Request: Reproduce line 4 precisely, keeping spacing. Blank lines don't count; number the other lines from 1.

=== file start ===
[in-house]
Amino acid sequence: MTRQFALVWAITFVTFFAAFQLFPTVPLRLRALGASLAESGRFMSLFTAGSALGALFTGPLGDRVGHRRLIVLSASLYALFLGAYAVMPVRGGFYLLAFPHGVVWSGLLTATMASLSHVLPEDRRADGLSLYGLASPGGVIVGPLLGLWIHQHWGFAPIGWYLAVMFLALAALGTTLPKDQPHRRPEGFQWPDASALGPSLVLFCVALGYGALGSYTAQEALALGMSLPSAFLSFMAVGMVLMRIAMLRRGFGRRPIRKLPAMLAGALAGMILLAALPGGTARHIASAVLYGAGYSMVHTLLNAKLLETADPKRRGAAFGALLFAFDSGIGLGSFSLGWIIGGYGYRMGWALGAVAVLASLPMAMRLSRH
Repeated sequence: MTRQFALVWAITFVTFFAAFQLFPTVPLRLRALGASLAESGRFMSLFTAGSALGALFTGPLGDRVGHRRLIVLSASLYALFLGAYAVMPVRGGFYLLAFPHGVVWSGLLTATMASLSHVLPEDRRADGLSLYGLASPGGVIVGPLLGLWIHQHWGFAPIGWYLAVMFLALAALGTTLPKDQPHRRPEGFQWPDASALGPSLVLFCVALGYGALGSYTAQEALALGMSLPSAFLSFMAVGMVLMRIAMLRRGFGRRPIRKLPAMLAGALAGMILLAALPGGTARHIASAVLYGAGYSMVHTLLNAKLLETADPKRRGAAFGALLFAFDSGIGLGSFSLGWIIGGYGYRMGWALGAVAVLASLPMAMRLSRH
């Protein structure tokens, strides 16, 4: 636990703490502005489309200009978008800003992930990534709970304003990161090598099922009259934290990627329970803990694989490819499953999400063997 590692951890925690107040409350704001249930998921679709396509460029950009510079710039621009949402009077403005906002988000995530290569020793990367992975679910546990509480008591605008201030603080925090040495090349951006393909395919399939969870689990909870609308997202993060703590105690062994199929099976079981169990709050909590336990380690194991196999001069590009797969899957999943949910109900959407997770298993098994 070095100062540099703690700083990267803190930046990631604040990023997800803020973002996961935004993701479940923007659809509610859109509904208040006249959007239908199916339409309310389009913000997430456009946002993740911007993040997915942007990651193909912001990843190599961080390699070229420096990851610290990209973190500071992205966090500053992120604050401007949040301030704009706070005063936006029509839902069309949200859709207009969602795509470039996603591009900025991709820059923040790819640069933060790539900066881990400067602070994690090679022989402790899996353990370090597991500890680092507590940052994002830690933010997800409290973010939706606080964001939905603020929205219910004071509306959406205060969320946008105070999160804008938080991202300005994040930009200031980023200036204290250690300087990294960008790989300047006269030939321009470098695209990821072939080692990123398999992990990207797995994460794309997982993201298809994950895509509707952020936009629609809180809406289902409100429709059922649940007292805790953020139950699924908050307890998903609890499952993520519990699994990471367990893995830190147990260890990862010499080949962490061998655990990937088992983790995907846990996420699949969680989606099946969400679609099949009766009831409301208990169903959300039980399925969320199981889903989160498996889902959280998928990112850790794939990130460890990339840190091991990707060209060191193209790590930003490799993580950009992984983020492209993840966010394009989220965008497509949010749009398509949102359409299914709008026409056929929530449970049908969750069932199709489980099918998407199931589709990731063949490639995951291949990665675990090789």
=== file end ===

């Protein structure tokens, strides 16, 4: 636990703490502005489309200009978008800003992930990534709970304003990161090598099922009259934290990627329970803990694989490819499953999400063997 590692951890925690107040409350704001249930998921679709396509460029950009510079710039621009949402009077403005906002988000995530290569020793990367992975679910546990509480008591605008201030603080925090040495090349951006393909395919399939969870689990909870609308997202993060703590105690062994199929099976079981169990709050909590336990380690194991196999001069590009797969899957999943949910109900959407997770298993098994 070095100062540099703690700083990267803190930046990631604040990023997800803020973002996961935004993701479940923007659809509610859109509904208040006249959007239908199916339409309310389009913000997430456009946002993740911007993040997915942007990651193909912001990843190599961080390699070229420096990851610290990209973190500071992205966090500053992120604050401007949040301030704009706070005063936006029509839902069309949200859709207009969602795509470039996603591009900025991709820059923040790819640069933060790539900066881990400067602070994690090679022989402790899996353990370090597991500890680092507590940052994002830690933010997800409290973010939706606080964001939905603020929205219910004071509306959406205060969320946008105070999160804008938080991202300005994040930009200031980023200036204290250690300087990294960008790989300047006269030939321009470098695209990821072939080692990123398999992990990207797995994460794309997982993201298809994950895509509707952020936009629609809180809406289902409100429709059922649940007292805790953020139950699924908050307890998903609890499952993520519990699994990471367990893995830190147990260890990862010499080949962490061998655990990937088992983790995907846990996420699949969680989606099946969400679609099949009766009831409301208990169903959300039980399925969320199981889903989160498996889902959280998928990112850790794939990130460890990339840190091991990707060209060191193209790590930003490799993580950009992984983020492209993840966010394009989220965008497509949010749009398509949102359409299914709008026409056929929530449970049908969750069932199709489980099918998407199931589709990731063949490639995951291949990665675990090789």